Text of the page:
And Minsky's model can be applied more broadly than that. There are other cases where rising certainty leads to behaviors that create higher uncertainty around tail risks. A complex supply chain might be a good deal if every country it touches is stable and transportation between them won't be disrupted. But the more elaborate this supply chain is, the more likely it is that an invasion here, an earthquake there, or a pandemic everywhere will throw things into chaos.
In fact, you can apply his model even more broadly. For example, there are many people who are naturally skeptical of credit, since credit exists to let people spend money they don't have. But "credit" is not just a promise of a certain sum of money at a certain date; it's any kind of promise that other people count on. Imagine a Minsky Moment in a completely unrelated domain: let’s say you're trying to throw a party and an afterparty. You tell guests that it's going to be wild, and that they won't believe who's going to show up. This entices some of them to show up. But the party ends up lamer than expected, everyone leaves early, and the afterparty doesn't happen at all. It's a Minsky Moment of socializing; you created credit (false hope) in order to invest in an asset (a potentially fantastic party) for which there wasn't enough underlying demand, then you pyramided that credit up further, and now you're alone.
The intrinsic uncertainty of economic and financial feedback loops means that you can never be sure when these different phases hit. A sufficiently sophisticated analysis of the flow of funds and demand through the economy might, in some cases, be able to identify the feedback loops and work, but good luck modeling how swift the mean reversion will be, and how far below-trend things will end up getting.3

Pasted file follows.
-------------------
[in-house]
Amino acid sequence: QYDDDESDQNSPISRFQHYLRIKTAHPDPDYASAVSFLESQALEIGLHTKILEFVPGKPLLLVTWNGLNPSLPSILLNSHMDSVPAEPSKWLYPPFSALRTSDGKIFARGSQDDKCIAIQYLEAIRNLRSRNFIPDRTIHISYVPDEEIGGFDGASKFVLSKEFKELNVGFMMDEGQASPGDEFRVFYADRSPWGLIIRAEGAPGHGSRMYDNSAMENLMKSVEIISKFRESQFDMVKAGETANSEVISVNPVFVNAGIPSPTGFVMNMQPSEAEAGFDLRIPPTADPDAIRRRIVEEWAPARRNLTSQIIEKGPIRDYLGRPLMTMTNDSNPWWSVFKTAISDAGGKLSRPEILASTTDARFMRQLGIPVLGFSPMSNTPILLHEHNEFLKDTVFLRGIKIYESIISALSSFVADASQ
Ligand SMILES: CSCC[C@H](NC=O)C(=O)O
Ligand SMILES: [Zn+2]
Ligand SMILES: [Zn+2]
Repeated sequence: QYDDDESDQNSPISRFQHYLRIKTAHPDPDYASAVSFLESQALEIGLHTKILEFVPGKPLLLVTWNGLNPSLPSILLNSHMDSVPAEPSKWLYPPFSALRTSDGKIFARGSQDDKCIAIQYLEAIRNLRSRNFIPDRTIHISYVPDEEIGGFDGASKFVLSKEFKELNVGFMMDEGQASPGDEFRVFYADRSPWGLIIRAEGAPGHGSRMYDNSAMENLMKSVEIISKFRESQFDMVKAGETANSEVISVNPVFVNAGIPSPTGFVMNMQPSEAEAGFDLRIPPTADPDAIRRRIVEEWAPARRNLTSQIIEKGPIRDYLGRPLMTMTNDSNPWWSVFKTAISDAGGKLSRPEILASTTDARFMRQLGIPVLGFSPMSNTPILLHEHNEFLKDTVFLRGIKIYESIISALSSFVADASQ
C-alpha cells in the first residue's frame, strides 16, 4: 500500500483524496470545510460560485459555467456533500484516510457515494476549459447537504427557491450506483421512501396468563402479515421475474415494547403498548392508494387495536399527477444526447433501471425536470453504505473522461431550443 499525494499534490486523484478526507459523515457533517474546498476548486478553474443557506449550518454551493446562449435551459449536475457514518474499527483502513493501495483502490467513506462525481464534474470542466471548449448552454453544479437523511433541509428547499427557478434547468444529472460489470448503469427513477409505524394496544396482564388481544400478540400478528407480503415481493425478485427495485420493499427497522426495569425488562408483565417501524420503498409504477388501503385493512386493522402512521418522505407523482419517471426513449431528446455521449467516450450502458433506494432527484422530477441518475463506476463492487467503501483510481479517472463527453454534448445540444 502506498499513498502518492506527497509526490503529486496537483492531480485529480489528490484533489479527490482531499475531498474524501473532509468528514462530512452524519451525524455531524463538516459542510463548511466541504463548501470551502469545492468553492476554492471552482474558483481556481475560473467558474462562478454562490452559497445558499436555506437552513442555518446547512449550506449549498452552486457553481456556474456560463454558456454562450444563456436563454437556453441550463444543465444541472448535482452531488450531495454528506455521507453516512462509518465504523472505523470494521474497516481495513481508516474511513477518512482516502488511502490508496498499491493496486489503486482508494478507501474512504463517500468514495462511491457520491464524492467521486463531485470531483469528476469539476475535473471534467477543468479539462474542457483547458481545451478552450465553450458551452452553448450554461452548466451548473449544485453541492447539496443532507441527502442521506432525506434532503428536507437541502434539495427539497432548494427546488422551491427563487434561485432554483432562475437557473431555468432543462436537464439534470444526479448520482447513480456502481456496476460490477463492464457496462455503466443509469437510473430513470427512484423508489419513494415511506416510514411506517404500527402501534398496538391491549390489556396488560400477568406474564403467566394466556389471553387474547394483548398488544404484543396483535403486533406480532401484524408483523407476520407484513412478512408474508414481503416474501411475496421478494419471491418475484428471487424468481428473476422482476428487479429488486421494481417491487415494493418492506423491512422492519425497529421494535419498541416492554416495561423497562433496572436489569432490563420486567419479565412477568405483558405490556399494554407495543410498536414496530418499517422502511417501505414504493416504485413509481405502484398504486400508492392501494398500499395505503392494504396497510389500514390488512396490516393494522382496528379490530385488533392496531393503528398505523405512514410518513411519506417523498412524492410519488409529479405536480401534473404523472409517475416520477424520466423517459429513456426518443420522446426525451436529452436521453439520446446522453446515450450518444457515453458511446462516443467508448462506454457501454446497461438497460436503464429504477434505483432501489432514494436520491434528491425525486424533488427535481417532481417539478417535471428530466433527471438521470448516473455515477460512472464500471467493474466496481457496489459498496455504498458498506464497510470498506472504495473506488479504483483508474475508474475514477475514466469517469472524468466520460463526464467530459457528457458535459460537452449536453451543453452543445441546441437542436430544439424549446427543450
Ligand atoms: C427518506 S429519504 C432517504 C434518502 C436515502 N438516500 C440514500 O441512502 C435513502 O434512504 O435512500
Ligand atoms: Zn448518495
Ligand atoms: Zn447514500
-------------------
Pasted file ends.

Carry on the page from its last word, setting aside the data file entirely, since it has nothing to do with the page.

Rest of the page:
Instead, the real value from Minsky is in the recognition that fundamentals and prices are inseparable. Entire civilizations go through a Minsky-esque credit cycle, where high trust enables projects that would otherwise be impossible, but ultimately creates too many rewards for defecting from social norms for personal gain. Trust gets built slowly and painfully, but gets destroyed quickly—and that part's painful, too.
Read More in The Diff
"Minsky moments" show up in The Diff, often in more metaphorical posts:
Minsky Moments in Supply Chains examines the impact of China's early shutdown during the pandemic.
The Voegelin-Minsky Synthesis (note: very long post) looks at how Minsky's model of bubbles fits in with Eric Voegelin's thoughts on the gnostic heresy.
Banking Wants to be Free, But Free Banking Wants to be Dangerous ($) considers historical precedents for stablecoins and not-quite-so-stable coins.
Minsky also helps explain why finance is hard to decentralize.
The Memo and the Multiples looks at Uber’s cost-cutting in early 2022, and how this makes other tech companies’ growth worse.
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1. Different academics believe in different flavors of efficient markets, from the weakest form that prices are approximately right based on publicly available data, to the strongest form which argues that even with insider information it would be impossible to outperform. On the one hand, obviously some people do outperform. On the other hand, most people don't, so "reasonably efficient markets" is a good working assumption for someone who just wants to compound their money at a decent pace without doing anything too fancy. Also, it makes the rest of finance a lot more tractable; often, EMH is introduced because "markets may not be efficient" makes it impossible to do anything theoretically interesting anywhere else. And it turns out that even if some asset class is inefficiently priced, models that assume efficiency do have predictive value in understanding derivatives of those markets. So really, the right attitude towards the efficient market hypothesis is that markets are generally efficient enough.
2. Those people who bought houses at the peak of the housing bubble? Some of them worked in real estate, or real estate-adjacent industries; as long as the next round of houses got built and financed, they could still make the payment on their mortgage. And as long as the supply of mortgage dollars rose faster than the supply of housing, they could also refinance, extract some cash, and continue spending as normal.
3. And, of course, once the financial system is what's driving the on-paper performance of the economy, there's nothing holding those conditions back from lasting a long, long time; Japan's system was clearly unsustainable in the mid-1980s, but the market more than tripled thanks to companies' financial engineering and real estate speculation profits before collapsing into a long deflation.